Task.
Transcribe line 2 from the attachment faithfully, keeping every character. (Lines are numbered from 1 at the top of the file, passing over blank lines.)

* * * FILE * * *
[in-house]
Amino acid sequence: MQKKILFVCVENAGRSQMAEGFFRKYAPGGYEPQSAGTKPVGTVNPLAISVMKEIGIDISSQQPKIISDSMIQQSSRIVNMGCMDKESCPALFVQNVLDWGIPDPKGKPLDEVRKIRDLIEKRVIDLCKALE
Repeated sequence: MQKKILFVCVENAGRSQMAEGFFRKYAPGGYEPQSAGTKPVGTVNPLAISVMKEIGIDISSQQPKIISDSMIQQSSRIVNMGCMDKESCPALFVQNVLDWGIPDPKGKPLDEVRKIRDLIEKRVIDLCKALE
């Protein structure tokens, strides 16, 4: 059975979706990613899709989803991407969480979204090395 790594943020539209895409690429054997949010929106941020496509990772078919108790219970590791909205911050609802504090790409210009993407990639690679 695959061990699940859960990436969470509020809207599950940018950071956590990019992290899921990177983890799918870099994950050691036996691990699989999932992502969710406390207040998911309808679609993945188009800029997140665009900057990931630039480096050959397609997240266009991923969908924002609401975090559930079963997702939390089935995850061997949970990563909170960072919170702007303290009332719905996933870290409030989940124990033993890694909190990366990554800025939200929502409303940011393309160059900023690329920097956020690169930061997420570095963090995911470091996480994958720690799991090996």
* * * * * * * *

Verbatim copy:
Amino acid sequence: MQKKILFVCVENAGRSQMAEGFFRKYAPGGYEPQSAGTKPVGTVNPLAISVMKEIGIDISSQQPKIISDSMIQQSSRIVNMGCMDKESCPALFVQNVLDWGIPDPKGKPLDEVRKIRDLIEKRVIDLCKALE